Join us on February 26th at 7 pm for our Non-Fiction book club discussion of Our Fermented Lifes by Julia Skinner. Author, Julia Skinner will be joining our discussion!
Our Fermented Lives: A History of How Fermented Foods Have Shaped Cultures & Communities
From craft beers and sourdough bread to kimchi, coffee, tea, and cheese, fermentation is a popular topic in both food and health circles. In Our Fermented Lives, food historian and fermenting expert Julia Skinner explores the fascinating roots of a wide range of fermented foods in cultures around the world, with a focus on the many intersections fermented foods have with human history and culture, from the evolution of the microbiome to food preservation techniques, distinctive flavor profiles around the globe, and the building of community. Fans of fermentation, chefs, and anyone fascinated with the origins of various foods will enjoy this engaging popular history, which is accompanied by 42 recipes adapted from historic sources, including sauerkraut, corn beer, uji (fermented grain porridge), pickles and relishes, vinegars, ketchup, soy sauce, Tepache (fermented pineapple drink), vinegars, beet kvass, and more.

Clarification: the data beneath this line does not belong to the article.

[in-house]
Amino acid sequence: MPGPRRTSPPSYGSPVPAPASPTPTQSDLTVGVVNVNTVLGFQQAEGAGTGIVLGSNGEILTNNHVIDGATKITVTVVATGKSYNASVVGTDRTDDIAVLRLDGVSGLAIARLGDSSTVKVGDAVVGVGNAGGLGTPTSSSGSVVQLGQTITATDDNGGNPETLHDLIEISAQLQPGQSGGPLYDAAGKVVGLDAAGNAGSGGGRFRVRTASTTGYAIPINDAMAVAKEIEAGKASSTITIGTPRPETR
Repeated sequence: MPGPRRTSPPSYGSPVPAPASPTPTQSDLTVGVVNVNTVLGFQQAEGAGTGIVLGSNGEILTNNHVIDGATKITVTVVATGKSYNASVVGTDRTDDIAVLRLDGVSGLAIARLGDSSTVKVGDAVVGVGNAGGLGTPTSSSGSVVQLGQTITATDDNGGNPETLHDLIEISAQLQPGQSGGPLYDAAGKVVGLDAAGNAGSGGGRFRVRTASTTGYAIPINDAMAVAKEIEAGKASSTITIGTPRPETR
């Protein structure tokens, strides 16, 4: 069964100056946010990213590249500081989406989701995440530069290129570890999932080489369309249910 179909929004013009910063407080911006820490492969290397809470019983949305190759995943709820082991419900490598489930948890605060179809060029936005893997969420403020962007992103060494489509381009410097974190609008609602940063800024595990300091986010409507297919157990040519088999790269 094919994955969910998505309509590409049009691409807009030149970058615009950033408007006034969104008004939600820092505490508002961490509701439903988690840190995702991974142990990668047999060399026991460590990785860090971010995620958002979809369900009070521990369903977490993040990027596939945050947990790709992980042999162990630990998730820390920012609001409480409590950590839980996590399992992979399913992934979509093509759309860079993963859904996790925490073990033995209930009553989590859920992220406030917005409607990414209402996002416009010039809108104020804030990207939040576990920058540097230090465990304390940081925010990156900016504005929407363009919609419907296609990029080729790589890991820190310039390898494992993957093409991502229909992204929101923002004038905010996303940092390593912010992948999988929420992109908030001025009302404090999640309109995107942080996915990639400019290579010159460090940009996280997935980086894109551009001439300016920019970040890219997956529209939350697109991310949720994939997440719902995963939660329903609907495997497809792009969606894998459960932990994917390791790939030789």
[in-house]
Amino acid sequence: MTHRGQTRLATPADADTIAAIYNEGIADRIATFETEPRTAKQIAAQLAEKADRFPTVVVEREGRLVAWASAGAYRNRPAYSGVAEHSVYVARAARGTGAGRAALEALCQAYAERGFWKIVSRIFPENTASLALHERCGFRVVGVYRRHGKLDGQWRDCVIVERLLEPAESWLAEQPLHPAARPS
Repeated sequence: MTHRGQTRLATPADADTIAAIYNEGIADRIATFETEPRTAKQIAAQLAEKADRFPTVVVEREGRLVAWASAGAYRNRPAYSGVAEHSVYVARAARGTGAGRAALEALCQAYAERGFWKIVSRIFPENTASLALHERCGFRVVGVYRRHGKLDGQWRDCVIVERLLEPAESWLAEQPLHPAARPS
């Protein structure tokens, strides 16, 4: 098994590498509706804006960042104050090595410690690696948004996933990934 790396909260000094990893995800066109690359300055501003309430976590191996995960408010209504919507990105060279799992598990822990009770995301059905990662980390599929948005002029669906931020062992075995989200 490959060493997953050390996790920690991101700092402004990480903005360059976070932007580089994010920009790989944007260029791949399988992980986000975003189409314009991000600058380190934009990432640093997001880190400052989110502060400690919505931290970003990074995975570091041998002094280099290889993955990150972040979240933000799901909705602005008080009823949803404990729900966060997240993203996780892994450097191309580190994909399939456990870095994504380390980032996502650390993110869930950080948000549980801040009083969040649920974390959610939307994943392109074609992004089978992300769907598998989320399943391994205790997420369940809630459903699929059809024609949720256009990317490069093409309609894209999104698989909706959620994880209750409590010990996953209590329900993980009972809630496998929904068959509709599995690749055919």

Julia is incredibly passionate about food as a force for healing and connection, and this passion for building community is central to her other work. She is a food historian, who sees the food she makes and the stories she tells as a way to connect with the past and with the people around her. In 2018, she founded Root (@rootkitchens), a food history and fermentation organization that makes food history accessible through education, events, and building personal and community connections to the food we eat. She is also a professional fermenter and works with restaurants to reduce food waste and reinvision seasonal eating, while also teaching classes and leading events for home cooks. She received her doctorate in Library and Information Science from Florida State University, and while she is not a full-time librarian any longer, she believes libraries are critically important institutions and continues to be involved with libraries through a variety of service activities and collaborations, and teaching the next generation of librarians at several universities. She has had all sorts of travel and work adventures (including an almost 6-year stint as a city bus driver) that continue to inform her work and imbue her world with a sense of wonder. When at her home in Atlanta, she can often be found playing in nature, creating new art (or even writing!), exploring the city, and spending time with the people and animals she loves.